Amblyopia

Overview Amblyopia is a condition whereby there is a reduction in visual acuity due to a problem with focussing in early childhood. This results in reduced acuity as the brain is not stimulated to...

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Cataracts

A cataract is an opacification of the lens of the eye. Cataracts tend to cause gradual loss of visual acuity, with normal pupillary response. Cataracts are the most common non-refractive cause of visual impairment...

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Dry Eyes

Causes Common in the elderly – reduced tear secretion Persistent gritty sensation without red eye Sjörgen’s syndrome: autoimmune condition, dry eyes and mouth which often accompanies connective tissue disorders e.g. rheumatoid arthritis Diuretics and...

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Enophthalmos

Blowout fracture of the orbit Microphthalmos (defect in embryogenesis, also cataract and refractive errors) Cicatrising metastatic breast carcinoma (rare, progressive enophthalmos associated with very poor prognosis)

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Glaucoma

Introduction  Definition of glaucoma – gradual death of the optic nerve often associated with high intraocular pressure. Increase intraocular pressure is usually due to an imbalance in aqueous humour production and drainage. The Aqueous...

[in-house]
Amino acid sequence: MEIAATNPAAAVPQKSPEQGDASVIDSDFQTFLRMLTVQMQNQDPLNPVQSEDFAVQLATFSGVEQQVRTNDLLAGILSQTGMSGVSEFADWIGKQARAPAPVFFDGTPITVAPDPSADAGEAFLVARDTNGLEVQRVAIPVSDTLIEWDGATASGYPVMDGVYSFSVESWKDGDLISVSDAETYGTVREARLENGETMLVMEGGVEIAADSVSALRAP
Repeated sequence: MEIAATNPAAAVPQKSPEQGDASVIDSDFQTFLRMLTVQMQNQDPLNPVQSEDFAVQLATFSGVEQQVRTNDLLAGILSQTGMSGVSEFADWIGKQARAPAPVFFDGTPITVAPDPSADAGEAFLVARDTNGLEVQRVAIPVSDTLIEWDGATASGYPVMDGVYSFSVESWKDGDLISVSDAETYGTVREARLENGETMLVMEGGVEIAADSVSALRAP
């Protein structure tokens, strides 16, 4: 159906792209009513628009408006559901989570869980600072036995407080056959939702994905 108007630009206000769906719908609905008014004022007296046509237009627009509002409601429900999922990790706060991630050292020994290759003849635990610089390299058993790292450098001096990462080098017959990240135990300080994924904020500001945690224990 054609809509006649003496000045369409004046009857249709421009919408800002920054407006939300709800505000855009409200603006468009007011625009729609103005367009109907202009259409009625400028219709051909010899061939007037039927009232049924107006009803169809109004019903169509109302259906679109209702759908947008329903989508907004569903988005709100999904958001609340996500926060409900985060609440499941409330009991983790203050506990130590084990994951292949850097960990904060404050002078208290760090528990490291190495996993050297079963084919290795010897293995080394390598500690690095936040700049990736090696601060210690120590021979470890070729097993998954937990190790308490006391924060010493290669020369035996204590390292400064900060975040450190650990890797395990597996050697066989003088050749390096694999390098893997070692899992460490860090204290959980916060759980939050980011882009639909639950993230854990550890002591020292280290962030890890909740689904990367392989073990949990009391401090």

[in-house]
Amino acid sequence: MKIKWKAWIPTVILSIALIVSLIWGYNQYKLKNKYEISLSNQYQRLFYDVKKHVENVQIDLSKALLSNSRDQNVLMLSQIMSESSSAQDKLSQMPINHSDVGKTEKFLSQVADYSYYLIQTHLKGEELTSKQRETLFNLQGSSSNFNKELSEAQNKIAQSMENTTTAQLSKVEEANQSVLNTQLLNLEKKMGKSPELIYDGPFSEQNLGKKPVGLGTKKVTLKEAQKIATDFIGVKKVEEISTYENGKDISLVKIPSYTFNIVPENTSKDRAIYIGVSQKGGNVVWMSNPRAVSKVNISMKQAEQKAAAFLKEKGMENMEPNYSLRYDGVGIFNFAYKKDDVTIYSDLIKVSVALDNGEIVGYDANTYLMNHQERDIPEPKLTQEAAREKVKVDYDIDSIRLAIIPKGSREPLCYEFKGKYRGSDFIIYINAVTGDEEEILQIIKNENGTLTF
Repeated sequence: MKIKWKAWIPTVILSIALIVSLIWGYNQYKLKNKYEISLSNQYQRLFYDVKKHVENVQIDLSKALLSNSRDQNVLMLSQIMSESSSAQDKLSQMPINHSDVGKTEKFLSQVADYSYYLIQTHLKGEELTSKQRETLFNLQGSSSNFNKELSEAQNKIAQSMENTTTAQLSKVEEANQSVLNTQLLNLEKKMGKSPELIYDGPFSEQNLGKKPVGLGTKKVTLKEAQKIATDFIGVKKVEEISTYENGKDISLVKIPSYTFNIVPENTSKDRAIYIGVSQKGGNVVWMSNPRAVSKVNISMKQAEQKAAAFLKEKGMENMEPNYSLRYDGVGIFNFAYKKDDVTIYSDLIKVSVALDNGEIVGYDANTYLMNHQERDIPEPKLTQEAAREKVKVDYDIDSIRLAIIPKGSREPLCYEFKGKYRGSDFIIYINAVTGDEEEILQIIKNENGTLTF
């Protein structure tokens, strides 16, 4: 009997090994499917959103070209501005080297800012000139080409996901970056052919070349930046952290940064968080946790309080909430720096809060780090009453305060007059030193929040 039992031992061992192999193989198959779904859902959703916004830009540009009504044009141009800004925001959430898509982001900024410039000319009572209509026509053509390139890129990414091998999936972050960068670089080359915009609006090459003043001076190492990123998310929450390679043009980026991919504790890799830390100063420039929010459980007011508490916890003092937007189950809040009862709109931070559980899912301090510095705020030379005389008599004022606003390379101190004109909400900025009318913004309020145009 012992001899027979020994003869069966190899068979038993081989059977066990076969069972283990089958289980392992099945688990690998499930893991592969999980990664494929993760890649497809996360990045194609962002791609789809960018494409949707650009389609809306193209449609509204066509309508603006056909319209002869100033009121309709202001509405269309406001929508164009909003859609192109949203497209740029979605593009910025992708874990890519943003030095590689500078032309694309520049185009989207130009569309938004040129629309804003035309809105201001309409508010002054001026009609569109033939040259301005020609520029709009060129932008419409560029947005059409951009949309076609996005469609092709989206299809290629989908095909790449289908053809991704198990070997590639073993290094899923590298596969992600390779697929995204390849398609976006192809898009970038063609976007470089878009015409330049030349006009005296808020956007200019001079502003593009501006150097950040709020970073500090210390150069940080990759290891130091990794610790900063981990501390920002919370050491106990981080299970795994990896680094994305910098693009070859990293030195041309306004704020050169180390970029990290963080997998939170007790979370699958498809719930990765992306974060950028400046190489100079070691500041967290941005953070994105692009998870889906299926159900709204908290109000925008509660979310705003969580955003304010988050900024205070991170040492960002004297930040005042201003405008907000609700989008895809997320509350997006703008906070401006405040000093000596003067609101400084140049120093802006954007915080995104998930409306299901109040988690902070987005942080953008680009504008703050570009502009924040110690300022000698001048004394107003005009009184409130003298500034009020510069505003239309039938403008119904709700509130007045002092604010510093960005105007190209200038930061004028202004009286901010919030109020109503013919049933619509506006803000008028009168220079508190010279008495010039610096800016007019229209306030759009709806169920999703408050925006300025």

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Keratoconus

Introduction Keratoconus is a common ophthalmological condition seen in practice, affecting around 1 in 450 people in the United Kingdom with a slight predominance in non-caucasians, although all races are affected1. It causes a...

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Lid Disease

Chalazion Granuloma of meibomian glands (reactions to accumulation of lipid following duct blockage) Initially a hard and inflamed lump in the lid, settles to leave a discrete lump, visible on lid eversion Often settle...

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Proptosis

Orbital cellulitis Ophthalmic emergency, infection of soft tissues behind orbital septum extension of infection from periorbital structures (ethmoid sinusitis), face, globe, lacrimal sac or dental infection direct inoculation of orbit from trauma haematogenous spread...

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Ptosis

Introduction Ptosis may be unilateral or bilateral – symmetrical or asymmetrical Upper lid lifted by contraction of levator (CN III) and sympathetic innervation of smooth muscle component Lids closed by orbicularis oculi (CN VII)...

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Pupillary Defects

For a really good demonstration of how this works, see Eye simulator V2.0   Physiology There are two nerves involved in pupillary responses: Optic Nerve (II) – this is the afferent nerve – it...

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